Brought by the then prime minister Rajiv Gandhi in 1987 in the backdrop of the Punjab problem, TADA gave sweeping powers to police forces in states afflicted with terrorism. TADA began to be misused so widely that the Congress regime allowed it to die a natural death. But after 9\11 in the US and 12\13 in India (13 December, 2001 — the day the Indian Parliament was attacked), a need for another law to tackle the growing problem of terrorism was felt. And in came POTA. While TADA was enacted with Punjab in mind, POTA had Kashmir in mind. But once again, with growing communalisation in Gujarat, POTA was used to arrest minority community members on the slightest suspicion. A law enacted to contain terrorist acts came to be used against many of its own citizens. Voices of protest against POTA grew, but what hastened its exit was a change of government. While India does need a law to fight terrorism, will some law that repeatedly gets misused be of any help. Ironically, while India’s case against ‘cross-border terrorism’ was heard more sympathetically after 9/11, its human rights record in dealing with insurgency in J&K left much to be desired. What spoiled its case further was the genocide-like situation in Gujarat. India, as the world’s largest democracy, must take care to see that it is looked upon as a model for the developing world. As a vast country managing its incredible diversities with a great degree of success, mainly due to its democratic ethos, it must not fritter away international goodwill by becoming hostage to extremist elements. It must isolate vested interests thriving on communal polarisation — a fertile breeding ground for terrorism.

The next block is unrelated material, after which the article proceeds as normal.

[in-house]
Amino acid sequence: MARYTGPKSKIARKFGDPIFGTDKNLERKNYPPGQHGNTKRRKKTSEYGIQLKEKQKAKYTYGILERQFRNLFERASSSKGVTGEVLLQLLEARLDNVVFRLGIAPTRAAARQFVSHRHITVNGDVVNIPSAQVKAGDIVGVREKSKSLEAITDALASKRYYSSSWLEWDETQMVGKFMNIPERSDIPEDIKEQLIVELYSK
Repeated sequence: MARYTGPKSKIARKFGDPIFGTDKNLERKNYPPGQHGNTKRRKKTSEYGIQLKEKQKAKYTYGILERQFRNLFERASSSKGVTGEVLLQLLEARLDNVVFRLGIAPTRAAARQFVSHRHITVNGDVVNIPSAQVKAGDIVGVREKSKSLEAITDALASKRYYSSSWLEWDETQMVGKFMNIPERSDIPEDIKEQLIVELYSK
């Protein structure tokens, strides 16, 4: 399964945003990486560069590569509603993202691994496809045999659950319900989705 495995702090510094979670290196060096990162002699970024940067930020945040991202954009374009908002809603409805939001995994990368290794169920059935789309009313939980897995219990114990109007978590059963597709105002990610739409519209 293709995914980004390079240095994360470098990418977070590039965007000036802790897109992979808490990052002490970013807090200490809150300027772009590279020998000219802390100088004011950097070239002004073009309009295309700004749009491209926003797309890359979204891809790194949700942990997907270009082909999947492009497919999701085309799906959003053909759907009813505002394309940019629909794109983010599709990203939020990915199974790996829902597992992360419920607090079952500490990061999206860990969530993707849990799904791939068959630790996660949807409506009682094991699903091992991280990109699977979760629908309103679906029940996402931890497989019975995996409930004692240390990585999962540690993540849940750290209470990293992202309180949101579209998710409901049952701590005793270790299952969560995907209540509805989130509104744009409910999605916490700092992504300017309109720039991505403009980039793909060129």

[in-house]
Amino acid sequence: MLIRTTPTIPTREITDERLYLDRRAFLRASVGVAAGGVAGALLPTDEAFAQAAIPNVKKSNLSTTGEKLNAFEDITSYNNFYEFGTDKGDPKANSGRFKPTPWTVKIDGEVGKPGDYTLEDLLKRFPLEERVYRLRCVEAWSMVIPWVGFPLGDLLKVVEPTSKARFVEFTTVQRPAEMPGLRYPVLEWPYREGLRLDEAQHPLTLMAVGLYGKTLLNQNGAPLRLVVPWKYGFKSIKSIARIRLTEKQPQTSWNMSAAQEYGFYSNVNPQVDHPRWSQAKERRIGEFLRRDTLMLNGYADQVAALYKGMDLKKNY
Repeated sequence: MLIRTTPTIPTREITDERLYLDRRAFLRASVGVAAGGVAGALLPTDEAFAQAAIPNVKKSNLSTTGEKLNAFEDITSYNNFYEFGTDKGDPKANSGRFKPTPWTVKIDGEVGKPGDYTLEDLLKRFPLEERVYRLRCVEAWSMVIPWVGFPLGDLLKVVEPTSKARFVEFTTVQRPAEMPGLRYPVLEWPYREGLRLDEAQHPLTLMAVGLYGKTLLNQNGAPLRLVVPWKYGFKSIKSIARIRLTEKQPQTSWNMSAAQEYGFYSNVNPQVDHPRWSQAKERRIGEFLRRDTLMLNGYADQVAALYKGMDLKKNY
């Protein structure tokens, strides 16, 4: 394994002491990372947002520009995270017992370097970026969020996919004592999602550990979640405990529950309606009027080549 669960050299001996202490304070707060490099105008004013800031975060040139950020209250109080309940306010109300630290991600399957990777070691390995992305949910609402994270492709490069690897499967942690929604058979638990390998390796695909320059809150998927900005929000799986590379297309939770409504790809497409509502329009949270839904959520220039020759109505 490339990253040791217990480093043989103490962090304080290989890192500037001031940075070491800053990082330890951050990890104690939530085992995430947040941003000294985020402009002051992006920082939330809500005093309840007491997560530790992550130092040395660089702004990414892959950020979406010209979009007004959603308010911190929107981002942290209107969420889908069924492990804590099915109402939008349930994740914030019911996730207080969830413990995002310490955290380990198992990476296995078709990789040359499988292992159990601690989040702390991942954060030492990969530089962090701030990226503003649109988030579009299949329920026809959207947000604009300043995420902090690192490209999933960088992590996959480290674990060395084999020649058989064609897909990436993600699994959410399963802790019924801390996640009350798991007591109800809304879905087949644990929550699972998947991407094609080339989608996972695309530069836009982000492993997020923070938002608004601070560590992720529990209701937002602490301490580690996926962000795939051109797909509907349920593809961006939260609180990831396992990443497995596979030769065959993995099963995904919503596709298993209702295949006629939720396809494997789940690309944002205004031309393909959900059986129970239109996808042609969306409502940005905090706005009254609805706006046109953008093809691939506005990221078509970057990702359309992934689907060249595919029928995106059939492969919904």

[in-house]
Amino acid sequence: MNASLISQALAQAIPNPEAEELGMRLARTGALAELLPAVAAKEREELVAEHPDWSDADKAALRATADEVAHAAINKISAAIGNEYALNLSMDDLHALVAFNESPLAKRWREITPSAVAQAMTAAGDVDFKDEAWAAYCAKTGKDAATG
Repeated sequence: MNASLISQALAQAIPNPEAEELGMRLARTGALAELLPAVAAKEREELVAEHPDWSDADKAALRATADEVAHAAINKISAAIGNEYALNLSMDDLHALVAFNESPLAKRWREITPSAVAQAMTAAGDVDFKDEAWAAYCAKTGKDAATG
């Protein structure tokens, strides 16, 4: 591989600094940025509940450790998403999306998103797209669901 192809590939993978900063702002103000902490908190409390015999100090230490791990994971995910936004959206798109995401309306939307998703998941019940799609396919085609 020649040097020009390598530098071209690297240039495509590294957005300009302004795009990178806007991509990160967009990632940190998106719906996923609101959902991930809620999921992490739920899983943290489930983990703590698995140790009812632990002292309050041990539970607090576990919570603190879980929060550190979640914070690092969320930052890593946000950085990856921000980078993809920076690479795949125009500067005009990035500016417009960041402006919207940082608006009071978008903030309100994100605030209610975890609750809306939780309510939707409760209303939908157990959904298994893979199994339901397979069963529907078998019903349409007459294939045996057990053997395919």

Journalists are reported to be among the men who were forcefully searched
Here's a guide for Class 10 and 12 students who are appearing for the exams in 2024